The prodigal son asks his father for his share of the inheritance so that he may live independently the rest of his life. Similarly, the federalists suggest the notion of states moving on with their autonomy from the republic.

To the prodigal son’s credit, he acknowledges the fiscal repercussions. He accepts that once he is autonomous, he can no longer ask for financial support. He knows fiscal federalism. To the credit of the federalists, they do not ask for some sort of inheritance. They only ask for autonomy. But until now they are silent on the fiscal support the autonomous states will need from the government. Perhaps it is because many in society, including the federalists, do not know fiscal federalism. So let’s talk fiscal federalism.
According to the Department of Finance, the revenue effort (revenue as a proportion of national income) in 2013 was close to 14%. Assume that the revenue effort of each region is 14% and the obligation of each region is to remit 20% of the 14% to the national treasury. This means each state remits 2.8% of the gross regional domestic product (GRDP) to the national treasury and keeps 11.2% of GRDP.

The latest GRDP data available is for 2013. From the GRDP data, one can estimate how much each region keeps and contributes to the national treasury in a federal setting. For example, the biggest collecting regions, NCR (National Capital Region) and CALABARZON, will generate P480 billion and P210 billion respectively, while the smallest collecting regions, the Autonomous Region in Muslim Mindanao (ARMM) and CARAGA, will generate P11 billion and P14 billion respectively. In this federal setting, the rich regions collect so much more and will become richer, and the poor regions collect so little and at best will stay poor.

But what about the 2.8% of the GRDP that the national treasury collects? Is this enough to distribute to at least prevent the poor regions from getting poorer? Before that, consider two rules of thumb in fiscal policy.

Suppose that the income of NCR is P90, that of Bicol is P10, and the tax is 20%. Then the government collects P18 from NCR and P2 from Bicol for a total revenue of P20. The first rule of thumb is that the state that earns the most income gets the biggest allocation, and the state that earns the least gets the lowest peso allocation. For example, the national government allocates P15 to NCR and P5 to Bicol. The economic rationale is to incentivize states to earn more income.

An equally important rule of thumb is that the share of allocation given to the biggest income earner is less than the share of its income. For example, the P15 allocation to NCR is 75% of the total revenue of P20 even if its contribution to national income is 90%, while the P5 allocation to Bicol is 25% even if its contribution to national income is 10%. NCR pays a net tax of P20 minus P15 or P5. Bicol collects a net subsidy of P15 minus P10 or P5. This makes the fiscal policy regionally progressive.

Consider the average tax revenues that regions automatically keep. The ones that are above average are NCR, CALABARZON, Central Luzon, and Central Visayas, and their total revenue is P887 billion. There are 13 regions below the average and their total revenue is P380 billion. Half of the difference is P254 billion and that is the amount to be redistributed from the four richest regions (for lack of a better term) to the 13 poorest just so the total public spending of the two groups are equal. The 2.8% of GDP that the national treasury collects is P323 billion. So P323 billion is enough to meet the two rules of thumb mentioned above.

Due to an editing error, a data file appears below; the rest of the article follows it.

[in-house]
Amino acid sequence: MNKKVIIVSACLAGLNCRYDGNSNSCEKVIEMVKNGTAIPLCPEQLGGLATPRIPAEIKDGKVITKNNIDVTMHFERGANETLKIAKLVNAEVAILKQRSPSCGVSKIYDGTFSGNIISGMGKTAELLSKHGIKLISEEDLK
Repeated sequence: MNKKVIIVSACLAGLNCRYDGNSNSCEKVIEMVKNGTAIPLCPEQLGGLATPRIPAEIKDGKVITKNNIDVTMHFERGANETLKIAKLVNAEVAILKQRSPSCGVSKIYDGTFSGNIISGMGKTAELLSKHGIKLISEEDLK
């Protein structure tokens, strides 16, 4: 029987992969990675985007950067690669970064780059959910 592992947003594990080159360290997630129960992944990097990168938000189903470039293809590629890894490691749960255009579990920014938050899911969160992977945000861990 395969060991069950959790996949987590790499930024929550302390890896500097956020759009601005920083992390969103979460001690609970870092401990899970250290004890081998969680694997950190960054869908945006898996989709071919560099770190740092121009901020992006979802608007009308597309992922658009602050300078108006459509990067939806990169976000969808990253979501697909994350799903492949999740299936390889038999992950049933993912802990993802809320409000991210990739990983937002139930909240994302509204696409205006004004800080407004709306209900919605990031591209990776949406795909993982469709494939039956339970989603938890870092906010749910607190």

The question is how progressive is this? The total GRDP of the four richest regions is P7.9 trillion, while the total GRDP of the 13 poorest is P3.4 trillion. Half of the difference is P2.25 trillion and that is the amount it will take to redistribute from the four richest to the 13 poorest just so the two groups will have the same total GRDP. Compared to P254 billion, the fiscal policy cannot be progressive enough to make a significant change in the income disparity among regions.

The big assumption is that only 20% of taxes collected by each state will be remitted to the national treasury. The assumption can be changed. For example, it can be assumed that 70% will be remitted to the national treasury. This makes the central government more powerful in making a significant change in the income disparity among regions. But technically, it is no longer fiscal federalism. It is now “unknown.”

In colloquial terms, if you (the state) can put up with mom and dad (the central government), you live with them and put up with their rules. But these go with the privilege of access to the fridge, electricity and water. Sometimes, you can even use the car with free gasoline and collect allowance. But if you move out, you get autonomy but you cannot come back weekly to collect grocery items, much less ask money for your bills, gasoline and apartment. If you want autonomy, that autonomy comes with raising money to make ends meet. Having autonomy while mom and dad pay for your grocery, electricity, apartment, car, gasoline, etc. is “unknown.”

For the country, this “unknown” should appear credible. To do so, the Republic of the Philippines which the federalists propose to be the Federation of the Philippines should instead be the Republic of the Federation of the Philippines.

Luis F. Dumlao is a professor at the Department of Economics of the Ateneo de Manila University.

This article was first posted on BusinessWorld last June 7, 2015.